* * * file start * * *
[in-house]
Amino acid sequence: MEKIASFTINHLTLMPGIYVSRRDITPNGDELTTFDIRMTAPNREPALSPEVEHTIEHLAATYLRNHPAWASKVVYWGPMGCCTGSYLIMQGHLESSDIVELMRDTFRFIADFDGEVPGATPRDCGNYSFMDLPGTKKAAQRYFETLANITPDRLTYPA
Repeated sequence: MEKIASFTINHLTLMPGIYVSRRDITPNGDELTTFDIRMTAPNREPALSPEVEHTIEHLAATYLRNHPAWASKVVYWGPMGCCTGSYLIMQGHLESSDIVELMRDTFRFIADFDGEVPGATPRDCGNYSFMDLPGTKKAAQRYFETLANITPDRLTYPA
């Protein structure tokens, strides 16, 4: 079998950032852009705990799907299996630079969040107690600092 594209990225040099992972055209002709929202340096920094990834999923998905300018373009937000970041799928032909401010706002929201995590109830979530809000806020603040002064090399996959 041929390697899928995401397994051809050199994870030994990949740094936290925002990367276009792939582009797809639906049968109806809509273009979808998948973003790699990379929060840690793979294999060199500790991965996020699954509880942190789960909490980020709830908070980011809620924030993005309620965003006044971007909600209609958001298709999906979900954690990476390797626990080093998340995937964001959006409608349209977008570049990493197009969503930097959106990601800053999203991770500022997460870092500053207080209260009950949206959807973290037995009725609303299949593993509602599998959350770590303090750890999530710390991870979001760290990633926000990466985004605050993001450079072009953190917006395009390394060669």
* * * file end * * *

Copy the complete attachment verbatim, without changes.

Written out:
[in-house]
Amino acid sequence: MEKIASFTINHLTLMPGIYVSRRDITPNGDELTTFDIRMTAPNREPALSPEVEHTIEHLAATYLRNHPAWASKVVYWGPMGCCTGSYLIMQGHLESSDIVELMRDTFRFIADFDGEVPGATPRDCGNYSFMDLPGTKKAAQRYFETLANITPDRLTYPA
Repeated sequence: MEKIASFTINHLTLMPGIYVSRRDITPNGDELTTFDIRMTAPNREPALSPEVEHTIEHLAATYLRNHPAWASKVVYWGPMGCCTGSYLIMQGHLESSDIVELMRDTFRFIADFDGEVPGATPRDCGNYSFMDLPGTKKAAQRYFETLANITPDRLTYPA
């Protein structure tokens, strides 16, 4: 079998950032852009705990799907299996630079969040107690600092 594209990225040099992972055209002709929202340096920094990834999923998905300018373009937000970041799928032909401010706002929201995590109830979530809000806020603040002064090399996959 041929390697899928995401397994051809050199994870030994990949740094936290925002990367276009792939582009797809639906049968109806809509273009979808998948973003790699990379929060840690793979294999060199500790991965996020699954509880942190789960909490980020709830908070980011809620924030993005309620965003006044971007909600209609958001298709999906979900954690990476390797626990080093998340995937964001959006409608349209977008570049990493197009969503930097959106990601800053999203991770500022997460870092500053207080209260009950949206959807973290037995009725609303299949593993509602599998959350770590303090750890999530710390991870979001760290990633926000990466985004605050993001450079072009953190917006395009390394060669």